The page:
Thursday of the Fourth Week of Lent
As Holy Week approaches, Christians do well to reflect on our attitudes toward Jews. Much too often we unjustly see them as ruthless and avaricious in worldly affairs. Resentful of their accomplishments, we can find in the gospel more reason for contempt.
All the gospels relate that Jewish people had a role in Jesus’ passion and death. The Romans actually executed Jesus, but each gospel points out that they did so at the instigation of Jews. The gospels of Matthew and John are especially harsh in their consideration of Jewish responsibility. Matthew locates culpability for the crucifixion not only with the Jews in Jerusalem on Good Friday but also with all Jews of all times. It reads, “And the whole people said in reply (to Pilate), ‘(Jesus’) blood be upon us and upon our children.’” Throughout the Gospel according to John, as we see in the passage today, Jesus is in a bitter debate with not only the scribes, Pharisees and other Jewish leaders but, more generically, with “the Jews.”
However, we must be very careful about making accusations. It is universally recognized that the Gospels not only tell the story of Jesus’ life and death but also reflect the conditions of the apostolic times. For a while after Jesus’ resurrection his followers considered themselves as part of Judaism. They worshipped with other Jews in the Jerusalem Temple and in synagogues all over. But during the latter half of the first century, when the Gospels were being composed, bitter opposition arose between Christians and Jews. With the destruction of the Temple in 70 A.D., Jewish leaders reformed their religious practices. They saw the need to expel from the synagogues the Christians who were worshipping Jesus as Messiah. As Jesus makes clear in the gospel today, Jews and Christians read the Scriptures differently.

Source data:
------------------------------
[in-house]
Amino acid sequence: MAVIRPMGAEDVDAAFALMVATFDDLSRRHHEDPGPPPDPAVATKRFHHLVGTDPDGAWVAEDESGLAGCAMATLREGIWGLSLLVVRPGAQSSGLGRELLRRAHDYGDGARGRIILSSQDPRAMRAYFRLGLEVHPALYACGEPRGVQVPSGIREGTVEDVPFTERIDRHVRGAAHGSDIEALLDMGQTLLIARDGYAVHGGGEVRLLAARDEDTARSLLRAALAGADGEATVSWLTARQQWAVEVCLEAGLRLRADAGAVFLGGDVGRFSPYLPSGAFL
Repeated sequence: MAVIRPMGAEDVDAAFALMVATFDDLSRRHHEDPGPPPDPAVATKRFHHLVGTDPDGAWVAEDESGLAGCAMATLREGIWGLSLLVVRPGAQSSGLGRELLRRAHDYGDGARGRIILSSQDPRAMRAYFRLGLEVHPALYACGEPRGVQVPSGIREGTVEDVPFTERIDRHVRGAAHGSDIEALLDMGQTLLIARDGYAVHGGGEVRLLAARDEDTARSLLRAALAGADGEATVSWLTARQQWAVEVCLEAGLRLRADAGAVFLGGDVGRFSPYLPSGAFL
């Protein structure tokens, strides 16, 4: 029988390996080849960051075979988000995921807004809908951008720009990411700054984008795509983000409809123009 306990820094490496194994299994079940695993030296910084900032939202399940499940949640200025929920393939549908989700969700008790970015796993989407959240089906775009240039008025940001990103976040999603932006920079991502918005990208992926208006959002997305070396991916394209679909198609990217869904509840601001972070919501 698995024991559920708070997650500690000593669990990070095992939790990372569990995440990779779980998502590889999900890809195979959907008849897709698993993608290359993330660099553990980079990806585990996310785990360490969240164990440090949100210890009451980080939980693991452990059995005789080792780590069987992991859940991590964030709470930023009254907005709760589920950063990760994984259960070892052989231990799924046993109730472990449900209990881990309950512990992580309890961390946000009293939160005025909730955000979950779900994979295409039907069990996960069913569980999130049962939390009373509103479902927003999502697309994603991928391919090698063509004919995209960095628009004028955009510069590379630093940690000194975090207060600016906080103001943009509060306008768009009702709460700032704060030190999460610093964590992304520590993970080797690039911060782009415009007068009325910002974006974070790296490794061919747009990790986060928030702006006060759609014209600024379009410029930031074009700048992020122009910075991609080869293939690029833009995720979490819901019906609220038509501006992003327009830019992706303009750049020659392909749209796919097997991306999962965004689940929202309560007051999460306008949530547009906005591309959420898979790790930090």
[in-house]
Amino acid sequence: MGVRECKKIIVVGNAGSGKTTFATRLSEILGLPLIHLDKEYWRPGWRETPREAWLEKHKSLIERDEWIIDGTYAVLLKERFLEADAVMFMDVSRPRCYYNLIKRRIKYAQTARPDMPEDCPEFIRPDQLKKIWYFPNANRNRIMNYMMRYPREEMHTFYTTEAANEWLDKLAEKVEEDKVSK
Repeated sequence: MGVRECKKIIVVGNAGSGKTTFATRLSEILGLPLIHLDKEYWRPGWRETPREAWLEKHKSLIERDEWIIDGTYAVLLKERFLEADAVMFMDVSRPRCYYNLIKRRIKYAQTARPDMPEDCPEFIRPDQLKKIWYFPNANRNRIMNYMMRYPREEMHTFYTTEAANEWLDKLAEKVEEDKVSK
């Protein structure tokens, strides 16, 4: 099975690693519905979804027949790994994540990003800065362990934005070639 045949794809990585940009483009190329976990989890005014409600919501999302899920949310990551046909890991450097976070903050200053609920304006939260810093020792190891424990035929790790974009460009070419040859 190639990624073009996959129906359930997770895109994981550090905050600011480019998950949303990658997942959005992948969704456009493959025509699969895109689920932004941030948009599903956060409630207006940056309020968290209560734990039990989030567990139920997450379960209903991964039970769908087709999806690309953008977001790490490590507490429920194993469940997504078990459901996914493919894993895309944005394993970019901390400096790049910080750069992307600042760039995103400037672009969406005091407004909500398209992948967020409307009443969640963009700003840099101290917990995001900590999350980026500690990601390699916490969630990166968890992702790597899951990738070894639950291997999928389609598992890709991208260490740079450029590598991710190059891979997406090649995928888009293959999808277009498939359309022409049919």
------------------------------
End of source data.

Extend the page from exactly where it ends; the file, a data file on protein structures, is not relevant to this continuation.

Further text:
Because some Jews persecuted some early Christians, the evangelists described Jewish responsibility for Jesus’ death quite harshly in the gospels. But these facts should not cause us to castigate all the Jews in the gospel, much less think of any Jew today as a “Christ-killer.” The Second Vatican Council’s “Declaration on the Relationship of the Church and Non-Christian Religions” states: “True, authorities of the Jews and those who followed their lead pressed for the death of Christ (cf. Jn. 19:6); still, what happened in His passion cannot be blamed upon all the Jews then living, without distinction, nor upon the Jews of today.” Rather than animosity, our attitude toward Jews today should be profound respect. They belong to the lineage that gave us Christians both initial understanding of the One God and, more importantly, our Savior Jesus Christ.